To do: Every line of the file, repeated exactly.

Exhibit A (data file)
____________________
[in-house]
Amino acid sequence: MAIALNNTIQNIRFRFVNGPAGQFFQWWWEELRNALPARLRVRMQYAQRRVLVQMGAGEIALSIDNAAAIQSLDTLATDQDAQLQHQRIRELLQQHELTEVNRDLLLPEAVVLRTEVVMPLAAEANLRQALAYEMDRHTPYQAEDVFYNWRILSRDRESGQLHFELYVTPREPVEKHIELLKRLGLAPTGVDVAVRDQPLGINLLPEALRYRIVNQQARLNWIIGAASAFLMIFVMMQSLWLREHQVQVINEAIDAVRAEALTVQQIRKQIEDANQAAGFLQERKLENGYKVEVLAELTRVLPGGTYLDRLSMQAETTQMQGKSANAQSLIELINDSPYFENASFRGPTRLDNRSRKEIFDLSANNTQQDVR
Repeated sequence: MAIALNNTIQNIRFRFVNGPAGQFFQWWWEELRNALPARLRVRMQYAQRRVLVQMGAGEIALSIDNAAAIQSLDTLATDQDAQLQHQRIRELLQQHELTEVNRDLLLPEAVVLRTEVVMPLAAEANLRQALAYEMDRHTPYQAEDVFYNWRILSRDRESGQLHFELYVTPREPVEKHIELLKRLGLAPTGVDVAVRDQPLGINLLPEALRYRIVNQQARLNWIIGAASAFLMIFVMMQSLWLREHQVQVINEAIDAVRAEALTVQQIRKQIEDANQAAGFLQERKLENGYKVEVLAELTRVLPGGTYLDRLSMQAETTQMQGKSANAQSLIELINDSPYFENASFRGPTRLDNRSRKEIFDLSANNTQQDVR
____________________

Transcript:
[in-house]
Amino acid sequence: MAIALNNTIQNIRFRFVNGPAGQFFQWWWEELRNALPARLRVRMQYAQRRVLVQMGAGEIALSIDNAAAIQSLDTLATDQDAQLQHQRIRELLQQHELTEVNRDLLLPEAVVLRTEVVMPLAAEANLRQALAYEMDRHTPYQAEDVFYNWRILSRDRESGQLHFELYVTPREPVEKHIELLKRLGLAPTGVDVAVRDQPLGINLLPEALRYRIVNQQARLNWIIGAASAFLMIFVMMQSLWLREHQVQVINEAIDAVRAEALTVQQIRKQIEDANQAAGFLQERKLENGYKVEVLAELTRVLPGGTYLDRLSMQAETTQMQGKSANAQSLIELINDSPYFENASFRGPTRLDNRSRKEIFDLSANNTQQDVR
Repeated sequence: MAIALNNTIQNIRFRFVNGPAGQFFQWWWEELRNALPARLRVRMQYAQRRVLVQMGAGEIALSIDNAAAIQSLDTLATDQDAQLQHQRIRELLQQHELTEVNRDLLLPEAVVLRTEVVMPLAAEANLRQALAYEMDRHTPYQAEDVFYNWRILSRDRESGQLHFELYVTPREPVEKHIELLKRLGLAPTGVDVAVRDQPLGINLLPEALRYRIVNQQARLNWIIGAASAFLMIFVMMQSLWLREHQVQVINEAIDAVRAEALTVQQIRKQIEDANQAAGFLQERKLENGYKVEVLAELTRVLPGGTYLDRLSMQAETTQMQGKSANAQSLIELINDSPYFENASFRGPTRLDNRSRKEIFDLSANNTQQDVR